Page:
People like to say "At least you have your health," but how many could turn such a common expression into a "break-out" hit? In Mamele, Khavshe sings the song Abi gezunt (As Long As You’re Healthy) to her older sister while preparing for the Sabbath eve meal, reminding her sister of the quintessential Jewish sentiment that good health is all that is required for happiness. It became one of Picon’s signature pieces and a kind of break-out hit. That its popularity went beyond the confines of the Yiddish theater milieu is attested to by Cab Calloway's adaptation of the title (A Bee Gezindt—video follows below) for a swing-band number (though little if any musical similarity between the two exists). The Milken Archive's recording of Abi gezindt features soprano Amy Goldstein, a leading interpreter of Yiddish song.
Through a series of circuitous events, Khavshe’s plans to intervene in her sister’s affairs do not work. The family admonishes her for not minding her own business and Khavshe leaves home. Now on her own, she decides to try to win back her love, and while getting dolled up to do so spies him singing the song Ikh zing (I Sing), which recalls King Solomon’s love song to Shulamit in the Song of Songs. In the film, Zayenda performs Ikh zing while accompanying himself on the piano. The Milken Archive’s recording features full orchestral accompaniment and is sung here by Robert Bloch (1941–2011), who in addition to being a sought-after cantor was also an accomplished opera singer.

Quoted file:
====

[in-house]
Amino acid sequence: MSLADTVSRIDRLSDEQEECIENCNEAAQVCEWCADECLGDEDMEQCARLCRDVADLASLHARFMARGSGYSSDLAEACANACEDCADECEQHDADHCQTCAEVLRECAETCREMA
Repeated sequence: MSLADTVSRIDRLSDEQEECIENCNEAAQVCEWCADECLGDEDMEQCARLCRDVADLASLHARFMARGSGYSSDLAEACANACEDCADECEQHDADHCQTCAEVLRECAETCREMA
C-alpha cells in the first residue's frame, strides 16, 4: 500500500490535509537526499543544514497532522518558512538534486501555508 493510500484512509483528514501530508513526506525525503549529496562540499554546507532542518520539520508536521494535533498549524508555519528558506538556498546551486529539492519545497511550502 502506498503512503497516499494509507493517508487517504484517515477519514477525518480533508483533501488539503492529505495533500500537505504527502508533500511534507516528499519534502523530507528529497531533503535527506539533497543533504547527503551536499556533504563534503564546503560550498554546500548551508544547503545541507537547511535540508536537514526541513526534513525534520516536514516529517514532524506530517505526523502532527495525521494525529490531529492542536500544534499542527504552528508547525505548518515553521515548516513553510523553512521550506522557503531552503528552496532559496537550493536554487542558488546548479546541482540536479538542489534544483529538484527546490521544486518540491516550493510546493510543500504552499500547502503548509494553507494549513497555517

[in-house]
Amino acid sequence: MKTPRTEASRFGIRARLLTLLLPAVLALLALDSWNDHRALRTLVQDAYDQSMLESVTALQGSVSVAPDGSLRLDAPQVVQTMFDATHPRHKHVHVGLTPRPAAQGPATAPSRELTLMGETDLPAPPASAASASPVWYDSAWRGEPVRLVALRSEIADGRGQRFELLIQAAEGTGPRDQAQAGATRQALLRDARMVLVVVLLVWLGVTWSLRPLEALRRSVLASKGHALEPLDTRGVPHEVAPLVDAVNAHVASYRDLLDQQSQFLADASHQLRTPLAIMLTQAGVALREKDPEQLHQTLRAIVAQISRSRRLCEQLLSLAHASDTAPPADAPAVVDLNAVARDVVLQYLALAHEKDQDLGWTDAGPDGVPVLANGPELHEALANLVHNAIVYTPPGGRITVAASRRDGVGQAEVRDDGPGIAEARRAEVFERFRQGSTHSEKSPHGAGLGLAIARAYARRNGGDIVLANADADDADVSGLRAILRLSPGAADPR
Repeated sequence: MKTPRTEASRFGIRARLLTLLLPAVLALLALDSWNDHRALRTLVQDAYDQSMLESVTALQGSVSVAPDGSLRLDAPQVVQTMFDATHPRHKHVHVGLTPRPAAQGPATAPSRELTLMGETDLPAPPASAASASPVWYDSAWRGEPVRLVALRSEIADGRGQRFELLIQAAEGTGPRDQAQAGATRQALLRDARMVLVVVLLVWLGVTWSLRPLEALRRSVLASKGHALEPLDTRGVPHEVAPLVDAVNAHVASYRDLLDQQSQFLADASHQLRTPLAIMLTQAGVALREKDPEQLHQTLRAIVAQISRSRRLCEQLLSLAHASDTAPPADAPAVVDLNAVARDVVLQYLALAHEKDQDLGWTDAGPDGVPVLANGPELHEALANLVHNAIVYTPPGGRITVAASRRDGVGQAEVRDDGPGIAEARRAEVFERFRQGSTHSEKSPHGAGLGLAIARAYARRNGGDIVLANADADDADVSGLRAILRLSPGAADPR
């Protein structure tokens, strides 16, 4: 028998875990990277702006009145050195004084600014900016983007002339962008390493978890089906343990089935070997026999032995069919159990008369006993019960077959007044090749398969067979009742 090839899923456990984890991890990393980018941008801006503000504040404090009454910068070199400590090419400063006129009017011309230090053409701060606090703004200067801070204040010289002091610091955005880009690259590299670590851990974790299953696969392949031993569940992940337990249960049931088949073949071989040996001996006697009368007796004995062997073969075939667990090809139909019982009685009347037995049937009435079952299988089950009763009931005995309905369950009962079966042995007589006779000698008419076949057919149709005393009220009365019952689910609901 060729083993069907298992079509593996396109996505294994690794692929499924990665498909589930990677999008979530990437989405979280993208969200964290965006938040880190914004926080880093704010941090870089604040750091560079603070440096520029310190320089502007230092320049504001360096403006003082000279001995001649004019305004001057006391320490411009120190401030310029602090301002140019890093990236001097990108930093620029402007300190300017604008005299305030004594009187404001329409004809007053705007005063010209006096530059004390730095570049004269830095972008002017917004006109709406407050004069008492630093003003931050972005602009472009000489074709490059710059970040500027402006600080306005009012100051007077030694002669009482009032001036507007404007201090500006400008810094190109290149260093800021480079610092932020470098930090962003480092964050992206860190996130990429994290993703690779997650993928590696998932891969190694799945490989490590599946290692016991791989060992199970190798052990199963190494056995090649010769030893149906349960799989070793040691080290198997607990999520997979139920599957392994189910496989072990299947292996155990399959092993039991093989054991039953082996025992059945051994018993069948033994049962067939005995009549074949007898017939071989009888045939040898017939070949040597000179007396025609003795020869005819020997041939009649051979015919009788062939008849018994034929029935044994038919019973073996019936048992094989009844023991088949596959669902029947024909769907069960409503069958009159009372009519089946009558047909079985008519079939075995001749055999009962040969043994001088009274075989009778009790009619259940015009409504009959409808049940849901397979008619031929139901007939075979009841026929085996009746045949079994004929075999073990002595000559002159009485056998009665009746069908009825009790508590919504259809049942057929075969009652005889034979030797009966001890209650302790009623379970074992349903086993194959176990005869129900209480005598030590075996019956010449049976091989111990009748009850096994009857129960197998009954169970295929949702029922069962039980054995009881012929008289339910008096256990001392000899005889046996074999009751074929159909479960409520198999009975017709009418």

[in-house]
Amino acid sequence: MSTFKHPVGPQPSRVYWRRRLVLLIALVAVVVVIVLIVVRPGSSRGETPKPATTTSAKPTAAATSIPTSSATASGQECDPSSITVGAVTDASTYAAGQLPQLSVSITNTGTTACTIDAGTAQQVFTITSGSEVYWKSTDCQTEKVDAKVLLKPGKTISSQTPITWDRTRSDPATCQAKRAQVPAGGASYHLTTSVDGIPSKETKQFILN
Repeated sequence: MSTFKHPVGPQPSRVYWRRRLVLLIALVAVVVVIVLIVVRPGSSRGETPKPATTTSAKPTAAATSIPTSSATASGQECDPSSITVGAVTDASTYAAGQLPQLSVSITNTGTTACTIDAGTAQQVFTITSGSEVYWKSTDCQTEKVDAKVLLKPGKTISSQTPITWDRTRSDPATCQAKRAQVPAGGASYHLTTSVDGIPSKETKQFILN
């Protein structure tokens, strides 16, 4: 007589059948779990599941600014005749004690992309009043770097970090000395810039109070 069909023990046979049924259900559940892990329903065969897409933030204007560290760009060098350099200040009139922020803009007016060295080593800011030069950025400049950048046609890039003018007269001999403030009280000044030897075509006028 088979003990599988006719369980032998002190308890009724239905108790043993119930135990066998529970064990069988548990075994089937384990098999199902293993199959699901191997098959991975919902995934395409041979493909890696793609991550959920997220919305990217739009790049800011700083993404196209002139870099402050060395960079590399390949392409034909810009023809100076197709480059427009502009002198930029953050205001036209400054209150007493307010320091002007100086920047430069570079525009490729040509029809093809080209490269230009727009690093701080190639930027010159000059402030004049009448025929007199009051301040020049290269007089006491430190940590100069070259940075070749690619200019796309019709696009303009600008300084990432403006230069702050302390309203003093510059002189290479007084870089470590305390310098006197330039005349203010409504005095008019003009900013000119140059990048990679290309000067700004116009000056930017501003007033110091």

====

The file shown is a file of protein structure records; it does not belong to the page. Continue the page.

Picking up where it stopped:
Khavshe’s plan to win back her true love is successful. They become engaged, get married, and her family pleads for her return, to which she agrees now with new husband in tow. Picon sings the song Mazl (Good Fortune) just prior to reuniting with her love. The song is essentially a lament of her loneliness: "Another day has already past, and the dream that I have dreamt for myself is gone with the wind once again." The Milken Archive's recording is sung by cantor and mezzo-soprano Elizabeth Shammash (watch an excerpt from the song performed by Shammash with conductor Gerard Schwarz and members of the Los Angeles Philharmonic).
Born in 1907 in Manhattan’s Lower East Side, Abraham Ellstein might be said to have embodied the hopes and dreams of all of Second Avenue's “Big Four” composers (all of whom will be featured on our virtual summer stock stage). But of all of them, he probably went further than any in achieving success in both the Jewish and mainstream musical worlds. Throughout his varied career, he composed music for several Yiddish theater productions and sacred services, as well as televised oratorios and an opera on the golem legend that was produced by New York’s famed City Opera company.
Ellstein was also much in demand as an accompanist, and in that capacity worked with some of the most famous Jewish musicians and actors of his time, including Yossele Rosenblatt, Mascha Benya, and Molly Picon, the latter of whom also wrote lyrics for many of his theatrical songs, including all three featured here.
About Summer Stock: For many in the theater business, summer means work. From Shakespeare in the Park to opera under the stars, summer stock theater companies lure committed patrons and newbies alike through the enticement of fresh air, picnic dinners, and the possibility of getting caught in the rain. In recognition of the summer theater season, over the course of June and July the Milken Archive will highlight songs, performers, and composers from the heyday of the American Yiddish theater. Our summer stock will only be happening online—but if you want to enjoy it in the park or under the stars, grab a mobile device and your headphones and head outside!